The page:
To examine the association between use of alcohol and cigarettes among adolescents and their early socioeconomic background.


Members of a longitudinal birth cohort (Avon Longitudinal Study of Parents and Children [ALSPAC], United Kingdom) were invited to attend a personal interview. A total of 5837 children aged 13 years were asked about previous consumption of alcohol and tobacco. Information on parental socioeconomic position, collected from questionnaires from the mother, included both social class and education of the expectant mother and her partner and average household disposable income in early preschool childhood. The impact of missing data was assessed by multiple imputation.


Consuming a drink of alcohol in the previous 6 months was linearly associated with higher income levels even when adjusting for other socioeconomic indicators. In contrast, both the risk of binge drinking and recent drinking was lower for children whose mothers had a higher educational level. Smoking tobacco was associated with lower socioeconomic position irrespective of the indicator used. Analyses after imputation of missing data confirmed these associations.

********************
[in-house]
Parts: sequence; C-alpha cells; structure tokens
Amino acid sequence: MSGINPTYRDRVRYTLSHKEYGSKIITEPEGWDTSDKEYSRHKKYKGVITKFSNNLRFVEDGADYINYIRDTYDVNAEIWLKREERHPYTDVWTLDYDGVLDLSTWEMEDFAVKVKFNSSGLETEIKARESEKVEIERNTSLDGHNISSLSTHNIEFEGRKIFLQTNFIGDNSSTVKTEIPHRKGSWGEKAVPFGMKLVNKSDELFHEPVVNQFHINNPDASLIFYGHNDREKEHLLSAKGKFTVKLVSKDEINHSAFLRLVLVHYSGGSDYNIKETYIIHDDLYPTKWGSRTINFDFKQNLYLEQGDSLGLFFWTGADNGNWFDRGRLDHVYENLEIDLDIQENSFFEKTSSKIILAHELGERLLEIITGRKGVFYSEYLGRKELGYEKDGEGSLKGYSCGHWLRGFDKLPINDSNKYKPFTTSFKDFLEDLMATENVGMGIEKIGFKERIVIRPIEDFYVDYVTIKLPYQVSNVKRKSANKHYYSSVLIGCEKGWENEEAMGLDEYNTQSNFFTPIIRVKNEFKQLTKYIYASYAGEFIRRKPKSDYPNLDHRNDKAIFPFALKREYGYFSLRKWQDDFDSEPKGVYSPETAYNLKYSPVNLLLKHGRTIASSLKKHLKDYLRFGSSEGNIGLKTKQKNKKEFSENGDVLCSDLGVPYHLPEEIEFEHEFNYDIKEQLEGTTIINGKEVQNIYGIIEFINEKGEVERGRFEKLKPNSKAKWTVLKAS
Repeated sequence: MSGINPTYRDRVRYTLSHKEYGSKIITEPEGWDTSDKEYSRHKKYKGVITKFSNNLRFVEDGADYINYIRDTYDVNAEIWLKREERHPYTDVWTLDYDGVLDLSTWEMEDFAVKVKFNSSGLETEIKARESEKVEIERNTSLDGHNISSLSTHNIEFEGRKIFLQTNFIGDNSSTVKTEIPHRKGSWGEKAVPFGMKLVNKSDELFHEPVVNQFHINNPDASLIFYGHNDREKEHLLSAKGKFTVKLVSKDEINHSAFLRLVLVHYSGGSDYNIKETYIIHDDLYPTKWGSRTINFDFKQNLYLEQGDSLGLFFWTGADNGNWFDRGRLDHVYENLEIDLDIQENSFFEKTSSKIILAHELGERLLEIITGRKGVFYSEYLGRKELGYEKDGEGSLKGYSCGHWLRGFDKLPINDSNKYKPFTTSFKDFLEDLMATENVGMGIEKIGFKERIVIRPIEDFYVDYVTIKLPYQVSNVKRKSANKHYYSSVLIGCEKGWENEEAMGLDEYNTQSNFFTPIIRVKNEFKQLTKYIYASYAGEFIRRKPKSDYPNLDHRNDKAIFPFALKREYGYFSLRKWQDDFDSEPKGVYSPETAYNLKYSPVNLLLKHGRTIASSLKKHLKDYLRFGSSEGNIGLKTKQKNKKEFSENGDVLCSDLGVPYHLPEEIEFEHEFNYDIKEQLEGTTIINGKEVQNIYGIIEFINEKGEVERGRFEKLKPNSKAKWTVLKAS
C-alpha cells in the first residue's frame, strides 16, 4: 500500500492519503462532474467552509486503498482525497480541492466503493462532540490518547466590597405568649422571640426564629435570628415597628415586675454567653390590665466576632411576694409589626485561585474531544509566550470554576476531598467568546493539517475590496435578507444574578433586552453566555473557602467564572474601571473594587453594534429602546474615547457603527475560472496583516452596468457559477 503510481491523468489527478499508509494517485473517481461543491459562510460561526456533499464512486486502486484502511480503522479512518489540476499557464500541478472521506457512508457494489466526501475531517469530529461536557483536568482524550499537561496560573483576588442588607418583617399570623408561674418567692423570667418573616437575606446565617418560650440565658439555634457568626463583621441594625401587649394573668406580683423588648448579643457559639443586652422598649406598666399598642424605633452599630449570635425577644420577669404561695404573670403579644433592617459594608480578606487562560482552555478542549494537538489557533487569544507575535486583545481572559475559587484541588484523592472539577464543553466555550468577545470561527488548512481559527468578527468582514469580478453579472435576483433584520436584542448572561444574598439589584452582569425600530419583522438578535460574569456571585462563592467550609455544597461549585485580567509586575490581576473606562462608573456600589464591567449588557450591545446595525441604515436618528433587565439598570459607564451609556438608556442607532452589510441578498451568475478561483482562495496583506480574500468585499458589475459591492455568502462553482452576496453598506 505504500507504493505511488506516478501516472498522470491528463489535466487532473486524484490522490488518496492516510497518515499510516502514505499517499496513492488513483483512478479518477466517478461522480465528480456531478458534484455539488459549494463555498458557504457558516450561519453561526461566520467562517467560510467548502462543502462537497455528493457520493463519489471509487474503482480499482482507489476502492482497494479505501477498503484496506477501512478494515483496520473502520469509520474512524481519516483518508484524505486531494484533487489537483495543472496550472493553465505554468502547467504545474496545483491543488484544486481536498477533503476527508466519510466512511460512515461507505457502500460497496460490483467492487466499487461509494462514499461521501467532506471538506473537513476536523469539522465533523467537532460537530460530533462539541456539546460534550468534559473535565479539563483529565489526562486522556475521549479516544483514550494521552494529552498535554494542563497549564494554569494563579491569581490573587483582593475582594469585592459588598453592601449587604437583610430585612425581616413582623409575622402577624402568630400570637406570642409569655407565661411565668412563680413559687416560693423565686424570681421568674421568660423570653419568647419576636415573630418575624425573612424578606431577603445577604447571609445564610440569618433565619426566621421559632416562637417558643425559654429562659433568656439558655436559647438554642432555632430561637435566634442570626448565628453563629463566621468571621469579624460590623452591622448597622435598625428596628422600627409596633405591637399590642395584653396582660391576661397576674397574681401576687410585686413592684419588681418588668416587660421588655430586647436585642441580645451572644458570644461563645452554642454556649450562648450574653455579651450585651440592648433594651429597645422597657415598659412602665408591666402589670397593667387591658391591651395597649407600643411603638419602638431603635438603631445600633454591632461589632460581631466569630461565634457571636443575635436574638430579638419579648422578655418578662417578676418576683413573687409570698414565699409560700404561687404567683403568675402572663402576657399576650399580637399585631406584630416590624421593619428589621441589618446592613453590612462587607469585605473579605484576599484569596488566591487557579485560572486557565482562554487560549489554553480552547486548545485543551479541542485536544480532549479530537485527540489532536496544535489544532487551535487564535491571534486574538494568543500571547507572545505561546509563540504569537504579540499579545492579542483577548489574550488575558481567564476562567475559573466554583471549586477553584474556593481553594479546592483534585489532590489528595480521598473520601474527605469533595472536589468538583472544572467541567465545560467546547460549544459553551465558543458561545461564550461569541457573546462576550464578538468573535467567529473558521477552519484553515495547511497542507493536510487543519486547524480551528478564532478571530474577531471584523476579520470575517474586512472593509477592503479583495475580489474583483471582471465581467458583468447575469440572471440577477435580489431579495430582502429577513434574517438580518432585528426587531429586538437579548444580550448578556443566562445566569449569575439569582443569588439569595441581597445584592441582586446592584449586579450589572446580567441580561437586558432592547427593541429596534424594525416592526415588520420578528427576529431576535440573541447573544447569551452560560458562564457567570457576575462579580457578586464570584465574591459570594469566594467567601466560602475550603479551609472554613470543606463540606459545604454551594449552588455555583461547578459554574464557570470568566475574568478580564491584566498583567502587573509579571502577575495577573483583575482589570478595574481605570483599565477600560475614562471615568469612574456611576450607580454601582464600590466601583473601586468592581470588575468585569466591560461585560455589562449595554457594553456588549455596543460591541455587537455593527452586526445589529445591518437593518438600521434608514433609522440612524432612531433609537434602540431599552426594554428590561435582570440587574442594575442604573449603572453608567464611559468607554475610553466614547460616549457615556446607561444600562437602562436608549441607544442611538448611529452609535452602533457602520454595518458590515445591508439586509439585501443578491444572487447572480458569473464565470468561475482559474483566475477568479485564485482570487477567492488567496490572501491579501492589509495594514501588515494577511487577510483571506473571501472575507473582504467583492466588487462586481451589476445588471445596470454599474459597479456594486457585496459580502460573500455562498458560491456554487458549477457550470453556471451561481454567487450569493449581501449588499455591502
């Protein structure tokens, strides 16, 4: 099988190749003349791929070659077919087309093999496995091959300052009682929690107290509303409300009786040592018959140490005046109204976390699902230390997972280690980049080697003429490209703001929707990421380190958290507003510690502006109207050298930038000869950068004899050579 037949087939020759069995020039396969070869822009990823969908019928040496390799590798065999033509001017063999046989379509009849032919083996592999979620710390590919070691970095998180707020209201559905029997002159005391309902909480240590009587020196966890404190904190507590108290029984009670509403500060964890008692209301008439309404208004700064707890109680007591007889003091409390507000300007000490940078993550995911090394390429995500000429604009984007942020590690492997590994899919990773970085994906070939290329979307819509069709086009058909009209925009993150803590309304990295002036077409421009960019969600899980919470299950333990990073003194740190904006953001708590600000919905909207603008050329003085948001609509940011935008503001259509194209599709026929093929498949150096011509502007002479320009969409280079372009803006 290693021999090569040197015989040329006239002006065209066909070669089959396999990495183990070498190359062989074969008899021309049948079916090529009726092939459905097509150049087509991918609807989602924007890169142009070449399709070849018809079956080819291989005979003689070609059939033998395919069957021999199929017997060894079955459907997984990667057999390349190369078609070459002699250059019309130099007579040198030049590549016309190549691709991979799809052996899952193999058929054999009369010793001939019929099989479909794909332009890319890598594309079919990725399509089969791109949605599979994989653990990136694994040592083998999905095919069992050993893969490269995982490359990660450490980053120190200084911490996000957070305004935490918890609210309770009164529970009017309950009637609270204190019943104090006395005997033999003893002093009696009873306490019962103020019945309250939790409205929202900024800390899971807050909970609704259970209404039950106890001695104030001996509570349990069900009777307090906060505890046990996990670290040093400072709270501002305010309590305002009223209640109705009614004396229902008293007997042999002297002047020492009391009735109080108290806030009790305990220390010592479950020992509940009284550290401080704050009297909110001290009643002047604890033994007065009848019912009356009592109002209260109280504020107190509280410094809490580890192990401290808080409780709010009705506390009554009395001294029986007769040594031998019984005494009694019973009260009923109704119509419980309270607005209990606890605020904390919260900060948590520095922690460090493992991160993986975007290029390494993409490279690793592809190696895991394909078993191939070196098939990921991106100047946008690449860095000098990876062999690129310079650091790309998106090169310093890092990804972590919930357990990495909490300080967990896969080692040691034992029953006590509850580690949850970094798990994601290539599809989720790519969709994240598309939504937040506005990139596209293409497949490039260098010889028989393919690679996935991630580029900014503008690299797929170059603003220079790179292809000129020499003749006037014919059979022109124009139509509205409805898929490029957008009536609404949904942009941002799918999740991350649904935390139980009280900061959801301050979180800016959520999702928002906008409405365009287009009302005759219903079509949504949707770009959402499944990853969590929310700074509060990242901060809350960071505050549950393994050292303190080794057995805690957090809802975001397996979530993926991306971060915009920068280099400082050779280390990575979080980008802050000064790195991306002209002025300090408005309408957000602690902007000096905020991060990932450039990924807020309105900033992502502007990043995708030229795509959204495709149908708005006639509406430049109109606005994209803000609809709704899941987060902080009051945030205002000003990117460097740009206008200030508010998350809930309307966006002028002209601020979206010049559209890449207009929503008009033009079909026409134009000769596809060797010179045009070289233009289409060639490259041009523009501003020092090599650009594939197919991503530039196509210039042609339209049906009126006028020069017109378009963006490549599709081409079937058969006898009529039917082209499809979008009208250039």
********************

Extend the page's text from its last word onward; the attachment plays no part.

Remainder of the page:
Alcohol drinking was more common in young people from higher-income households but less common with higher levels of maternal education. A consistent inverse socioeconomic gradient with tobacco smoking was apparent. These results may reflect how different aspects of socioeconomic position can influence health behavior in opposing directions. Higher income may increase the availability of alcohol in the family, whereas mothers with higher educational attainment might encourage more healthy behaviors in their children, including reduced alcohol use.

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